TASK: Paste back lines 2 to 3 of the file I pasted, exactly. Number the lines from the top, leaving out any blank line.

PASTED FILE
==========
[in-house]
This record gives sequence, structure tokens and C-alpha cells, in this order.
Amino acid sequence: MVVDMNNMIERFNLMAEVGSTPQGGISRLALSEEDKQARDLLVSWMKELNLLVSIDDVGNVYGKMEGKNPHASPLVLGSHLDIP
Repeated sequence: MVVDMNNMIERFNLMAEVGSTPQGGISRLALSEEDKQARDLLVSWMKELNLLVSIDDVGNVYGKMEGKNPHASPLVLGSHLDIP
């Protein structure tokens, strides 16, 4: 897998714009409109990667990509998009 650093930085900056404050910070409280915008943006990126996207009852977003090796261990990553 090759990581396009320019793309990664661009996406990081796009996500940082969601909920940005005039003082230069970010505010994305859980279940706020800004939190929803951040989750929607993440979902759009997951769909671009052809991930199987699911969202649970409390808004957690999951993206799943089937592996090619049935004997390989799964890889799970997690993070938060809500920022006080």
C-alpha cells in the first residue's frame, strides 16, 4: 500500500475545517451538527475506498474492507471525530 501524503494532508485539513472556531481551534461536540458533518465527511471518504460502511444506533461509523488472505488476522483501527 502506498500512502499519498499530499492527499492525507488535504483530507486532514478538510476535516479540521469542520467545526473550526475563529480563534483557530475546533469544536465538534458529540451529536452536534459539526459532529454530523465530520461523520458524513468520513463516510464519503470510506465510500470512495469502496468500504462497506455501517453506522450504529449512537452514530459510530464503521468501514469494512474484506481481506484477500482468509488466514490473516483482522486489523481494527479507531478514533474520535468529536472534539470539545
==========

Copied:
This record gives sequence, structure tokens and C-alpha cells, in this order.
Amino acid sequence: MVVDMNNMIERFNLMAEVGSTPQGGISRLALSEEDKQARDLLVSWMKELNLLVSIDDVGNVYGKMEGKNPHASPLVLGSHLDIP